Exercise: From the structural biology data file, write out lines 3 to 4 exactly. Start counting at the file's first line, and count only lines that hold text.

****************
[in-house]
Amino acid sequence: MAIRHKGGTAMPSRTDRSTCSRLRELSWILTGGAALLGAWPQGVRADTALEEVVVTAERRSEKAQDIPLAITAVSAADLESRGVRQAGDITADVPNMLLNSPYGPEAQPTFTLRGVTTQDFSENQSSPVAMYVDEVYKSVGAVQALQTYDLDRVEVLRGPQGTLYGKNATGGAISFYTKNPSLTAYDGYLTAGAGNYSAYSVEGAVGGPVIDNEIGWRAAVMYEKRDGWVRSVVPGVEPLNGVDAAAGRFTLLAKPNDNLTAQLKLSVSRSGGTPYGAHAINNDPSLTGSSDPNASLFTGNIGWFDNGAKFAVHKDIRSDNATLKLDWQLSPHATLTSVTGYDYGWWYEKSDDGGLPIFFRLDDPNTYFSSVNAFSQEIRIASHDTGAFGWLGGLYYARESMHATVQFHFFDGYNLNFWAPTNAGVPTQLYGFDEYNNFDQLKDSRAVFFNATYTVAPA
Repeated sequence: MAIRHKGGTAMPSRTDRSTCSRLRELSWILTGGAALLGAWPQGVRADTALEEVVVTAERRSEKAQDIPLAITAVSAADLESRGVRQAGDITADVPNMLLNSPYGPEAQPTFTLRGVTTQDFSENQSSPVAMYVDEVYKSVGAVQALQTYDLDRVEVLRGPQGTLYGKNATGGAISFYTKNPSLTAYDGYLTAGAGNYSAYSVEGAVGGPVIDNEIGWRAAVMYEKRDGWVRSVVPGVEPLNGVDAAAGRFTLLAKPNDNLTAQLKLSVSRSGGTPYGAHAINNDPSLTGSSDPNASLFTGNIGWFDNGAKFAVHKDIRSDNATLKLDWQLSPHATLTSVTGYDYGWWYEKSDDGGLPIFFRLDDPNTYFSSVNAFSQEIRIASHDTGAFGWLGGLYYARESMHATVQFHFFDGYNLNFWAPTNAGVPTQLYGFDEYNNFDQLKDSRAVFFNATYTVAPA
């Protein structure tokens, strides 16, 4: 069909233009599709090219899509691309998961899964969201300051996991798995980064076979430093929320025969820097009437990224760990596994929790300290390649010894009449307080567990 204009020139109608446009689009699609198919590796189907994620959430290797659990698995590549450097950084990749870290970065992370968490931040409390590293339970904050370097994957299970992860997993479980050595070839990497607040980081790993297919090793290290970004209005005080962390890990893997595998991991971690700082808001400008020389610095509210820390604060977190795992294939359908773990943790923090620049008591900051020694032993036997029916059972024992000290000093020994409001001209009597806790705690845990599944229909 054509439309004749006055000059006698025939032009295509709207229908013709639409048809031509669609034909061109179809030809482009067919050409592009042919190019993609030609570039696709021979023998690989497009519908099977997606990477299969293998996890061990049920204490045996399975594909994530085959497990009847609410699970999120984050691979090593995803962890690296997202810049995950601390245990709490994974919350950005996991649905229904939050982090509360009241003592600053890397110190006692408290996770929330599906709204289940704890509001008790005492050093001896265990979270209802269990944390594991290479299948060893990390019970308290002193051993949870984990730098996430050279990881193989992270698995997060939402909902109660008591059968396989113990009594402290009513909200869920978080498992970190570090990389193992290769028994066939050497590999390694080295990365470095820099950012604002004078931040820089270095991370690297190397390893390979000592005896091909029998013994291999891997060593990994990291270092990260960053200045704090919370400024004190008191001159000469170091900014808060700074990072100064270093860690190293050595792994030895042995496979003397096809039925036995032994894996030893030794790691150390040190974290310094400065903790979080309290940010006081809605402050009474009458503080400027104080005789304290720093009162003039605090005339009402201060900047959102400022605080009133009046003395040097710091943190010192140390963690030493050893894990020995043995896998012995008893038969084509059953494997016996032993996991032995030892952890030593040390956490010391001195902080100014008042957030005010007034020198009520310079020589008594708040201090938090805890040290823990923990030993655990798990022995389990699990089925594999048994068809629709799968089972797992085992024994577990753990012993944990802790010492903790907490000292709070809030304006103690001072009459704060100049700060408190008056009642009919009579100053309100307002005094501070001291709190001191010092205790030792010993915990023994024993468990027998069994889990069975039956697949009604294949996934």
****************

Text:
Repeated sequence: MAIRHKGGTAMPSRTDRSTCSRLRELSWILTGGAALLGAWPQGVRADTALEEVVVTAERRSEKAQDIPLAITAVSAADLESRGVRQAGDITADVPNMLLNSPYGPEAQPTFTLRGVTTQDFSENQSSPVAMYVDEVYKSVGAVQALQTYDLDRVEVLRGPQGTLYGKNATGGAISFYTKNPSLTAYDGYLTAGAGNYSAYSVEGAVGGPVIDNEIGWRAAVMYEKRDGWVRSVVPGVEPLNGVDAAAGRFTLLAKPNDNLTAQLKLSVSRSGGTPYGAHAINNDPSLTGSSDPNASLFTGNIGWFDNGAKFAVHKDIRSDNATLKLDWQLSPHATLTSVTGYDYGWWYEKSDDGGLPIFFRLDDPNTYFSSVNAFSQEIRIASHDTGAFGWLGGLYYARESMHATVQFHFFDGYNLNFWAPTNAGVPTQLYGFDEYNNFDQLKDSRAVFFNATYTVAPA
């Protein structure tokens, strides 16, 4: 069909233009599709090219899509691309998961899964969201300051996991798995980064076979430093929320025969820097009437990224760990596994929790300290390649010894009449307080567990 204009020139109608446009689009699609198919590796189907994620959430290797659990698995590549450097950084990749870290970065992370968490931040409390590293339970904050370097994957299970992860997993479980050595070839990497607040980081790993297919090793290290970004209005005080962390890990893997595998991991971690700082808001400008020389610095509210820390604060977190795992294939359908773990943790923090620049008591900051020694032993036997029916059972024992000290000093020994409001001209009597806790705690845990599944229909 054509439309004749006055000059006698025939032009295509709207229908013709639409048809031509669609034909061109179809030809482009067919050409592009042919190019993609030609570039696709021979023998690989497009519908099977997606990477299969293998996890061990049920204490045996399975594909994530085959497990009847609410699970999120984050691979090593995803962890690296997202810049995950601390245990709490994974919350950005996991649905229904939050982090509360009241003592600053890397110190006692408290996770929330599906709204289940704890509001008790005492050093001896265990979270209802269990944390594991290479299948060893990390019970308290002193051993949870984990730098996430050279990881193989992270698995997060939402909902109660008591059968396989113990009594402290009513909200869920978080498992970190570090990389193992290769028994066939050497590999390694080295990365470095820099950012604002004078931040820089270095991370690297190397390893390979000592005896091909029998013994291999891997060593990994990291270092990260960053200045704090919370400024004190008191001159000469170091900014808060700074990072100064270093860690190293050595792994030895042995496979003397096809039925036995032994894996030893030794790691150390040190974290310094400065903790979080309290940010006081809605402050009474009458503080400027104080005789304290720093009162003039605090005339009402201060900047959102400022605080009133009046003395040097710091943190010192140390963690030493050893894990020995043995896998012995008893038969084509059953494997016996032993996991032995030892952890030593040390956490010391001195902080100014008042957030005010007034020198009520310079020589008594708040201090938090805890040290823990923990030993655990798990022995389990699990089925594999048994068809629709799968089972797992085992024994577990753990012993944990802790010492903790907490000292709070809030304006103690001072009459704060100049700060408190008056009642009919009579100053309100307002005094501070001291709190001191010092205790030792010993915990023994024993468990027998069994889990069975039956697949009604294949996934």